Cockayne syndrome (referred to as CS in this GeneReview) spans a phenotypic spectrum that includes: CS type I, the "classic" or “moderate” form; CS type II, a more severe form with symptoms present at birth; this form overlaps with cerebrooculofacioskeletal syndrome (COFS) or Pena-Shokeir syndrome type II; CS type III, a milder form; Xeroderma pigmentosum-Cockayne syndrome (XP-CS). CS type I (moderate CS) is characterized by normal prenatal growth with the onset of growth and developmental abnormalities in the first two years. By the time the disease has become fully manifest, height, weight, and head circumference are far below the fifth percentile. Progressive impairment of vision, hearing, and central and peripheral nervous system function leads to severe disability; death typically occurs in the first or second decade. CS type II (severe CS or early-onset CS) is characterized by growth failure at birth, with little or no postnatal neurologic development. Congenital cataracts or other structural anomalies of the eye may be present. Affected children have early postnatal contractures of the spine (kyphosis, scoliosis) and joints. Death usually occurs by age seven years. CS type III (mild CS or late-onset CS) is characterized by essentially normal growth and cognitive development or by late onset. Xeroderma pigmentosum-Cockayne syndrome (XP-CS) includes facial freckling and early skin cancers typical of XP and some features typical of CS, including intellectual disability, spasticity, short stature, and hypogonadism. XP-CS does not include skeletal involvement, the facial phenotype of CS, or CNS dysmyelination and calcifications. [from GeneReviews]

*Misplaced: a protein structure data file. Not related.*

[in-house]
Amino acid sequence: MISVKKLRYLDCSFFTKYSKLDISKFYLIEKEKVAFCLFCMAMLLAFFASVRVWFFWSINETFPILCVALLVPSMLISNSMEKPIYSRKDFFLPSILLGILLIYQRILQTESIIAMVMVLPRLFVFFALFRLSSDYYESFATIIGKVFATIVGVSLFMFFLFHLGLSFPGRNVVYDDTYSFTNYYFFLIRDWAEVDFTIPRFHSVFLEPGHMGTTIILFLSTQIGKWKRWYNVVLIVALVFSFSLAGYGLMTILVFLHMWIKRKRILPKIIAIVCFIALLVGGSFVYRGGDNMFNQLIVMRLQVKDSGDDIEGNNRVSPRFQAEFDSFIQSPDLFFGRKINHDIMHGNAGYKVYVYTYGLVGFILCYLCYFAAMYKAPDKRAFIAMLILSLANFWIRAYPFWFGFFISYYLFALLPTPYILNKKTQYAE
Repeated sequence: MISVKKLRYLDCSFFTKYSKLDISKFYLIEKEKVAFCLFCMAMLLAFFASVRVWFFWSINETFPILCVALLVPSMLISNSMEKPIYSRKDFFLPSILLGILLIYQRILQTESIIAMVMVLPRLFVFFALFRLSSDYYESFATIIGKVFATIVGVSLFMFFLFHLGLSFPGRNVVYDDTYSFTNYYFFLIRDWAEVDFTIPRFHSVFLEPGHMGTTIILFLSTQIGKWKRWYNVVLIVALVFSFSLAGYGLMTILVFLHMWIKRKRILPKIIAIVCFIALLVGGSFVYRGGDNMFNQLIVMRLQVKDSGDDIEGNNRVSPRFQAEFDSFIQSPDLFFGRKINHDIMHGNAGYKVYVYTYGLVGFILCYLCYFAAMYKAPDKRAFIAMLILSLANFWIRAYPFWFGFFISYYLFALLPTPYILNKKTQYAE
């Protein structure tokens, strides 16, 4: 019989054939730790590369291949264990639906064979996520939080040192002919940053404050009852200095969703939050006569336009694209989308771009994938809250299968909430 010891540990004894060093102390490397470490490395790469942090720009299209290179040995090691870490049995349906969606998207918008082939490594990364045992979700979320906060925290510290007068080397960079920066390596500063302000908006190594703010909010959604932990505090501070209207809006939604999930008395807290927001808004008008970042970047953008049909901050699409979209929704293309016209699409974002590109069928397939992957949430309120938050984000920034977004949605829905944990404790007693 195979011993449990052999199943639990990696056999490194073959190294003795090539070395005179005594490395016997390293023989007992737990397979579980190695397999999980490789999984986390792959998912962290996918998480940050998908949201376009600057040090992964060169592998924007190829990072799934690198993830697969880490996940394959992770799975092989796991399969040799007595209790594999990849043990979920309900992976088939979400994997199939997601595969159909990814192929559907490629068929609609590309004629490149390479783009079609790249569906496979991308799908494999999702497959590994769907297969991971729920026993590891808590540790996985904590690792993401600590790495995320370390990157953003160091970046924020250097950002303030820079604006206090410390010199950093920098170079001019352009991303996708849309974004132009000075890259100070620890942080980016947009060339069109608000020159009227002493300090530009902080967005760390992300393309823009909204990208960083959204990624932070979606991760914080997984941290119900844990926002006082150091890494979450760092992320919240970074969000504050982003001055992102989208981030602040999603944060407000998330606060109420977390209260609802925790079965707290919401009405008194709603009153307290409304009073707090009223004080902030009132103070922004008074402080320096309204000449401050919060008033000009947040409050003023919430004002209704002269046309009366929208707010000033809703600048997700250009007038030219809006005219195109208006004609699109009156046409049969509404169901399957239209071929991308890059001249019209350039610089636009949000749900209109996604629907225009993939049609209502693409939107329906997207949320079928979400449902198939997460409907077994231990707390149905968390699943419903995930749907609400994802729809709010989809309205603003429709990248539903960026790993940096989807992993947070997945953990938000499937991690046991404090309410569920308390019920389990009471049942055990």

MedGen UID:
40363
Concept ID:
C0009207